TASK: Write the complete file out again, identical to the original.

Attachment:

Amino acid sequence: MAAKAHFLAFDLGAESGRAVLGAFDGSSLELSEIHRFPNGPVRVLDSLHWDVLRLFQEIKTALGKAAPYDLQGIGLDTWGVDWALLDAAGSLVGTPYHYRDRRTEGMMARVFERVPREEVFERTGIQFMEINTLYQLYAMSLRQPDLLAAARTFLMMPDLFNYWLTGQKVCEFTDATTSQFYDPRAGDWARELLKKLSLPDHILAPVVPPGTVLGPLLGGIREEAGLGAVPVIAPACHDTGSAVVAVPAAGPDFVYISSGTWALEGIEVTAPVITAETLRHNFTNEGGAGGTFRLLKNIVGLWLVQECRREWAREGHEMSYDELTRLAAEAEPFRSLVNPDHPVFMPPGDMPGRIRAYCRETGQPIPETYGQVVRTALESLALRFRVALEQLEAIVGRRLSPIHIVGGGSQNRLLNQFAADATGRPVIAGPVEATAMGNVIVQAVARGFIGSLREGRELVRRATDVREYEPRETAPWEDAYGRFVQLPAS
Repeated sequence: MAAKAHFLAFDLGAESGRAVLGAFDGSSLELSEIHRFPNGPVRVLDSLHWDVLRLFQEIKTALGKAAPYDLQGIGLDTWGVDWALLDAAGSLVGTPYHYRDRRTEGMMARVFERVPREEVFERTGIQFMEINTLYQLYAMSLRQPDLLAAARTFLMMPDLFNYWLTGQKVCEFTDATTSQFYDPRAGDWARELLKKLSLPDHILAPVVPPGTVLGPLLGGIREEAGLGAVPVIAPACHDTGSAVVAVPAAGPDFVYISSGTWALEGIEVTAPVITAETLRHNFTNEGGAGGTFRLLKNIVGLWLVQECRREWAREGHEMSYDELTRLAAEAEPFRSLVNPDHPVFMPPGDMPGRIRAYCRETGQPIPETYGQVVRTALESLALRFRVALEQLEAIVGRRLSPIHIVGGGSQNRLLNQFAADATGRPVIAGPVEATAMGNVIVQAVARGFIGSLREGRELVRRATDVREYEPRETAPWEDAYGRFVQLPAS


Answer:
Amino acid sequence: MAAKAHFLAFDLGAESGRAVLGAFDGSSLELSEIHRFPNGPVRVLDSLHWDVLRLFQEIKTALGKAAPYDLQGIGLDTWGVDWALLDAAGSLVGTPYHYRDRRTEGMMARVFERVPREEVFERTGIQFMEINTLYQLYAMSLRQPDLLAAARTFLMMPDLFNYWLTGQKVCEFTDATTSQFYDPRAGDWARELLKKLSLPDHILAPVVPPGTVLGPLLGGIREEAGLGAVPVIAPACHDTGSAVVAVPAAGPDFVYISSGTWALEGIEVTAPVITAETLRHNFTNEGGAGGTFRLLKNIVGLWLVQECRREWAREGHEMSYDELTRLAAEAEPFRSLVNPDHPVFMPPGDMPGRIRAYCRETGQPIPETYGQVVRTALESLALRFRVALEQLEAIVGRRLSPIHIVGGGSQNRLLNQFAADATGRPVIAGPVEATAMGNVIVQAVARGFIGSLREGRELVRRATDVREYEPRETAPWEDAYGRFVQLPAS
Repeated sequence: MAAKAHFLAFDLGAESGRAVLGAFDGSSLELSEIHRFPNGPVRVLDSLHWDVLRLFQEIKTALGKAAPYDLQGIGLDTWGVDWALLDAAGSLVGTPYHYRDRRTEGMMARVFERVPREEVFERTGIQFMEINTLYQLYAMSLRQPDLLAAARTFLMMPDLFNYWLTGQKVCEFTDATTSQFYDPRAGDWARELLKKLSLPDHILAPVVPPGTVLGPLLGGIREEAGLGAVPVIAPACHDTGSAVVAVPAAGPDFVYISSGTWALEGIEVTAPVITAETLRHNFTNEGGAGGTFRLLKNIVGLWLVQECRREWAREGHEMSYDELTRLAAEAEPFRSLVNPDHPVFMPPGDMPGRIRAYCRETGQPIPETYGQVVRTALESLALRFRVALEQLEAIVGRRLSPIHIVGGGSQNRLLNQFAADATGRPVIAGPVEATAMGNVIVQAVARGFIGSLREGRELVRRATDVREYEPRETAPWEDAYGRFVQLPAS